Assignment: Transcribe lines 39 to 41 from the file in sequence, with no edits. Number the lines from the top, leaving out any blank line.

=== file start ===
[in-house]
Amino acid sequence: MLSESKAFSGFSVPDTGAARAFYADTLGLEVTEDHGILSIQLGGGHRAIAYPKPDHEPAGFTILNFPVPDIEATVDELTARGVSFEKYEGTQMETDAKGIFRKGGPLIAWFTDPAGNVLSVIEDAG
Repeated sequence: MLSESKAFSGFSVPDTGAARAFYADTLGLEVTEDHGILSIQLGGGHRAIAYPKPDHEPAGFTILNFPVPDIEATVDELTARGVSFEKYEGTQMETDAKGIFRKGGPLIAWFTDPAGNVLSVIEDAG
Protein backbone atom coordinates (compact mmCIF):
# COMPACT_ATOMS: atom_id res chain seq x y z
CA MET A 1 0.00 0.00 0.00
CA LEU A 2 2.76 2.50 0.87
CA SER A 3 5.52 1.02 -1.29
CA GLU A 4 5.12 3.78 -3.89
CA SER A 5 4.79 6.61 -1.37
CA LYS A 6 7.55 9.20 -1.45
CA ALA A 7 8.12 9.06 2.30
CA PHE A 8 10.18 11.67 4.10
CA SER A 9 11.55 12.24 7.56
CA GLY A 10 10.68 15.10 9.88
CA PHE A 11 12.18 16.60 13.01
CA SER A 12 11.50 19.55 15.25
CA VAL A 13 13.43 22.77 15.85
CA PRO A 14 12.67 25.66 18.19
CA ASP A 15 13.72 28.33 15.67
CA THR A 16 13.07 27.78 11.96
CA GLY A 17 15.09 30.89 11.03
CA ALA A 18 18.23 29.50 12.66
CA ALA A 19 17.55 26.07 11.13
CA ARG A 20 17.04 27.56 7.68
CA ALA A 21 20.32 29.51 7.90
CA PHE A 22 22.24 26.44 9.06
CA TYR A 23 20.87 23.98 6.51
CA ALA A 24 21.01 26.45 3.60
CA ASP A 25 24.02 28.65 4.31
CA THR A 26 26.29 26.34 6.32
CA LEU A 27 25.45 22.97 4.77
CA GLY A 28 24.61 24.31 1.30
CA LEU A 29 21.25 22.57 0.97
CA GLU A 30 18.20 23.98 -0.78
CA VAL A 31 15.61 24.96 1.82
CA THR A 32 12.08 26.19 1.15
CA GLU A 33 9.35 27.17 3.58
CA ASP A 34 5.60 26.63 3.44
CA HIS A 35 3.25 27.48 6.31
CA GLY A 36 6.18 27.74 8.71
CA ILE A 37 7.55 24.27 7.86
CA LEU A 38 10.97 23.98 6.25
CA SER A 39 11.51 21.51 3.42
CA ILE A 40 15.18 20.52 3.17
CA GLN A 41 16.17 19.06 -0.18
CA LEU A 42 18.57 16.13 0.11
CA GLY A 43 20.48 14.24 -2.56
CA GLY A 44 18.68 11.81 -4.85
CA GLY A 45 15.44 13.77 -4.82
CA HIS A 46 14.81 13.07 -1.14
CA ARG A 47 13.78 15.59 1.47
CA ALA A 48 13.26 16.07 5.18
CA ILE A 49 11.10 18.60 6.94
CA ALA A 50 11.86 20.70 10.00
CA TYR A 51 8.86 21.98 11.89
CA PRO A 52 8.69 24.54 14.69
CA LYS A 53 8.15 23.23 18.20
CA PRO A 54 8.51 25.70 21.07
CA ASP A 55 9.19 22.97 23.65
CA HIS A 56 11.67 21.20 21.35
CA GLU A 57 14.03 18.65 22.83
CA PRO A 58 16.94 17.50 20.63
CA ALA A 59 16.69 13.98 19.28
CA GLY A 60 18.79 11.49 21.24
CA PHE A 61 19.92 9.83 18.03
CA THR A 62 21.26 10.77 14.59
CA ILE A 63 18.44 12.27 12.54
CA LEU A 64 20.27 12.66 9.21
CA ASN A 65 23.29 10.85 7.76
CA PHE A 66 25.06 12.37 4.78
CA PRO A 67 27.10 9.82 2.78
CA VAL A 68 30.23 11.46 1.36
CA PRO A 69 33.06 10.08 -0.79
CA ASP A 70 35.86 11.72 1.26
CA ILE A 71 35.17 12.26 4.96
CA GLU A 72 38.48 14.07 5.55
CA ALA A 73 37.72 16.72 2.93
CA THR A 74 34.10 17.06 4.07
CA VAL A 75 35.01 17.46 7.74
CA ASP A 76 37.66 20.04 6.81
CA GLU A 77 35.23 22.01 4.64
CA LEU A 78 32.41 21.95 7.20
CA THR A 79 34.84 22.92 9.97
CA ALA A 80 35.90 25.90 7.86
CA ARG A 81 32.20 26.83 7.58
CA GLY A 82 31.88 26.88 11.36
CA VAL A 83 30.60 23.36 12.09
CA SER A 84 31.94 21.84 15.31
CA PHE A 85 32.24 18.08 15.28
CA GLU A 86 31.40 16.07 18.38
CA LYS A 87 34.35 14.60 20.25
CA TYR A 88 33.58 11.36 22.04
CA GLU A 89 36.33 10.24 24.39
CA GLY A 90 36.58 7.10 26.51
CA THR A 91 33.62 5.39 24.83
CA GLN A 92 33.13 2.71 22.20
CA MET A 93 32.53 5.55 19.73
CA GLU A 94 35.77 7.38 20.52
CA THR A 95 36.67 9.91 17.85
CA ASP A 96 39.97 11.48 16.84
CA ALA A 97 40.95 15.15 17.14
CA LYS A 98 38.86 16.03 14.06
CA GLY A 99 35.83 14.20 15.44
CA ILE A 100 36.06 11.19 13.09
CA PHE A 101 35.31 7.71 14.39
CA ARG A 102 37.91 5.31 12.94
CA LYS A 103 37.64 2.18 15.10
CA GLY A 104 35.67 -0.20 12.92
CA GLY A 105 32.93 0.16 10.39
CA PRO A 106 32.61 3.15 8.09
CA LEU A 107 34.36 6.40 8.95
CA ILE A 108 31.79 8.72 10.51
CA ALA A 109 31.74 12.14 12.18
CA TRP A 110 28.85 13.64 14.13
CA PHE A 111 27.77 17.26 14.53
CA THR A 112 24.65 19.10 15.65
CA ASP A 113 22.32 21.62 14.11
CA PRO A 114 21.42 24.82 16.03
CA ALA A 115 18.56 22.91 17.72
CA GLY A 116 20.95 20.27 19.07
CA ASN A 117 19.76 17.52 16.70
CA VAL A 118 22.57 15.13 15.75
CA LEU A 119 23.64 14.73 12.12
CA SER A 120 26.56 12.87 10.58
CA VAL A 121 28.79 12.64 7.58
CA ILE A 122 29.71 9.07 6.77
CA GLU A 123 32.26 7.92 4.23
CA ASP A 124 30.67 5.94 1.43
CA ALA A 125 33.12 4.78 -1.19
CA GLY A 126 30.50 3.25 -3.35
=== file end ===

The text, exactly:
CA ASP A 34 5.60 26.63 3.44
CA HIS A 35 3.25 27.48 6.31
CA GLY A 36 6.18 27.74 8.71